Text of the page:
I used to spend a lot of time reading Glenn McDonald's music-review site The War Against Silence. It was much more than just a music site, as any random sampling of a 20,000 word Shania Twain review can tell you. Rather, the site was, in McDonald's own words:"a weekly music-review column, and then a weekly column about music, and then a weekly column that was often inspired by music...It was against many things, beginning with but not necessarily including silence, and in favor of many more, including some of the things it was once against and eventually its own end."
The site taught me a lot about music writing, about actually thinking about what music meant, or could mean, to you, and how to actually think about its larger worth. I think the most noteworthy thing about McDonald's writing is that his taste and mine only occasionally overlapped--I had no great interest in Japanese pop bands or Tori Amos records, but I wanted to know what he thought of them, and how his understanding of them could benefit me. I still miss the site.
Anyway, the point I'm getting to is this, from McDonald's review of Low's Christmas EP. It contains one of my favorite pieces of writing on the subject of the holidays, sums up and expresses a lot of similar feelings on my part, and I include it here:
I hate Christmas for a host of small reasons, too, but most of them are variations on two fundamental objections. The first is that at least here in the US, Christmas is the single most egregious and pathologically self-contradictory example of systemic insincerity I regularly encounter, edging out the entertainment industry and the political process. "It's over-commercialized", everybody has been taught to grouse; even dissent has been co-opted, as if the problem is a matter of degree, and the holiday season would be a paragon of cultural discretion if only K-Mart would tone down the graphic design of its December circulars a little. Christmas isn't over-commercialized, it's defined by commerce. The carefully meta-religious phrase "holiday season" isn't informed magnanimity; it's just pandering to a wider audience.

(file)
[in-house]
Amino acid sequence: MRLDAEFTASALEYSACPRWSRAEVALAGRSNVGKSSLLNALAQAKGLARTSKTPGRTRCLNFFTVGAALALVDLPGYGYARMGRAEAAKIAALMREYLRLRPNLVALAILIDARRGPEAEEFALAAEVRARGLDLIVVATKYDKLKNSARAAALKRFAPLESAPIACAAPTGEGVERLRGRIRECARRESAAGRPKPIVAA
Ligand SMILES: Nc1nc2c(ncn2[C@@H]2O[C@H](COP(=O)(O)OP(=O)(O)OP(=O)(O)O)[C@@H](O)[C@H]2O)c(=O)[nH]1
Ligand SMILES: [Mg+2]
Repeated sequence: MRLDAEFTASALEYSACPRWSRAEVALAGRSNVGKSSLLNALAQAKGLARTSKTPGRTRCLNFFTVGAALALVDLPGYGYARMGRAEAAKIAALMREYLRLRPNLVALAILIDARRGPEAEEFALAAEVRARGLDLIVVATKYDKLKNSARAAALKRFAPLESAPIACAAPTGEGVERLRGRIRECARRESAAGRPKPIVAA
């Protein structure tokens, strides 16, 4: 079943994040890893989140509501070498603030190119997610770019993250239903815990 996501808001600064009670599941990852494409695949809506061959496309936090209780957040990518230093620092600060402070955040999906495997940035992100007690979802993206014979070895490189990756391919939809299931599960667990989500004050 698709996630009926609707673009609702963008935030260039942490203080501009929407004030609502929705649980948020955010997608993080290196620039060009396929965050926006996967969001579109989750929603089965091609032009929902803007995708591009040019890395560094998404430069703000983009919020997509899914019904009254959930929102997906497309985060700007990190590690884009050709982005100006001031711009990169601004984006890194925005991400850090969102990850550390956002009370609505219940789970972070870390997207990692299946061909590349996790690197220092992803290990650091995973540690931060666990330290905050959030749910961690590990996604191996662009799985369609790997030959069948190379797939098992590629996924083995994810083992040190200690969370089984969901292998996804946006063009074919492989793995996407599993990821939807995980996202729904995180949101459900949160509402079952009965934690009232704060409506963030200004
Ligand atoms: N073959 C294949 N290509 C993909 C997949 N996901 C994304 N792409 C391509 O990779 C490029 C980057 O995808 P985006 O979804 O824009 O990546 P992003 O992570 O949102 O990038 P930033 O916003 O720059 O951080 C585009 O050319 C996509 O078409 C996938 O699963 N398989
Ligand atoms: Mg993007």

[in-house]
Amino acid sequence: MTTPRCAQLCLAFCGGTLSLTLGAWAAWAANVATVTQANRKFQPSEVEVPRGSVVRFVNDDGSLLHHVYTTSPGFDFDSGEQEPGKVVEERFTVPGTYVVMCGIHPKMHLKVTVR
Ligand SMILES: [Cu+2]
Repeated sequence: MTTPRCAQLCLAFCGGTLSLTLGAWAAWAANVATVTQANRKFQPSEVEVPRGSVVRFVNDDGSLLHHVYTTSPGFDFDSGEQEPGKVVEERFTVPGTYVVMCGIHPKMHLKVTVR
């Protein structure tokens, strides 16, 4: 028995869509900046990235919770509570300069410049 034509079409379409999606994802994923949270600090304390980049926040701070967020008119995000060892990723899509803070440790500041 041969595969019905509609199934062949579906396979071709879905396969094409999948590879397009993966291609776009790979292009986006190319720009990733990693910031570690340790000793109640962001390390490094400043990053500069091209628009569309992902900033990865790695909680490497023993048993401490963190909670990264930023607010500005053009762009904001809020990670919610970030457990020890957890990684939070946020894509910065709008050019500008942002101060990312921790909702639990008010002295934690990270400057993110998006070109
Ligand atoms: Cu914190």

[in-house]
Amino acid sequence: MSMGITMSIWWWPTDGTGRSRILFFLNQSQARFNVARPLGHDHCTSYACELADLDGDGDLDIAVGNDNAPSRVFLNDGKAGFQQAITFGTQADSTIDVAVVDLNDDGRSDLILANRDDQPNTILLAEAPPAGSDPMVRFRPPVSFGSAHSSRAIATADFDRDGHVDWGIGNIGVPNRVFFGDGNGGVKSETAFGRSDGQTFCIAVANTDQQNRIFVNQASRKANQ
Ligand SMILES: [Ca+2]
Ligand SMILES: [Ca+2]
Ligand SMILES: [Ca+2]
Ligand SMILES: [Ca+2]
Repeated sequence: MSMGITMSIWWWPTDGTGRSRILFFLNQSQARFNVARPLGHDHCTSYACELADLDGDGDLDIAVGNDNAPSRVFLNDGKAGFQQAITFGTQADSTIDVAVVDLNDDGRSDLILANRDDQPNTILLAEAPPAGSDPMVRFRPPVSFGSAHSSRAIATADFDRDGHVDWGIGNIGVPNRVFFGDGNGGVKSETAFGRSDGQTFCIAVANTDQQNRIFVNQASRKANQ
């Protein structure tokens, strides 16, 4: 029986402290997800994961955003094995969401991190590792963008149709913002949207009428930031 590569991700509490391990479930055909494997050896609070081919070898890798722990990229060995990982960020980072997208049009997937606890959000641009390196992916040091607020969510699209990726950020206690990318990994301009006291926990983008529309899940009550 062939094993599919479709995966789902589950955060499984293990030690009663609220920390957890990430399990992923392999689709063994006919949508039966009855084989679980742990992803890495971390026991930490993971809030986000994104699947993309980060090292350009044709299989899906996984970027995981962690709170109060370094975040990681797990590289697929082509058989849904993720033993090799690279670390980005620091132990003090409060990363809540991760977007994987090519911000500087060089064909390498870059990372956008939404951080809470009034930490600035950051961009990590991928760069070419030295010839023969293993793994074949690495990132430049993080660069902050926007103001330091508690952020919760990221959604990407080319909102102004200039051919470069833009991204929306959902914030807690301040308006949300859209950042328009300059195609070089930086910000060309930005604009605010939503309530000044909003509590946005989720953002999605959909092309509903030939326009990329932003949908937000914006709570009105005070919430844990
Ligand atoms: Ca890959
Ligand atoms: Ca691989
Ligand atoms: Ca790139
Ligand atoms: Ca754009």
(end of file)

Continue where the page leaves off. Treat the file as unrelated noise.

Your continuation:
The other big thing I hate about Christmas is that there's virtually nothing good about it that wouldn't be better if it were spread throughout the year. Gift-giving, decorations, baking, holiday parties, sending notes to people with whom you've fallen out of touch, donating to charity: all these noble pursuits, to the extent they are practiced at all, are compressed into a few frantic, resentment-laced weeks, and then forgotten about for the next eleven months. You could contend that without Christmas, even this much wouldn't happen, but I'm not actually that cynical. Take away the inertia towards scheduled solicitude, and I think we would devise healthier alternatives of our own. Without Christmas, I'm almost certain I would do more. I suspect many would. We would celebrate, and give, of our own volition, and in our own terms, and on our own time. And the component of joy, which seems so elusive as we struggle through December traffic snarls and fight like ill-bred zombies over whatever objects' commercials most crassly exploited our emotional vulnerabilities this year, would, I stubbornly believe, have a genuine chance to infuse our actions, rather than being crushed by their logistics. It saddens me, every year, that in a way we never get to find out how good-hearted we are, how willing we would be to touch each other even if the enormous klaxons at Macy's and Amazon.com didn't go off the day after Thanksgiving.
Our real gifts are given the moment we write each other's names on a list, the moment that we realize we care about each other enough to brave the swirling debris of a mangled holiday to include each other in what, if we squint and imagine, it might once have signified.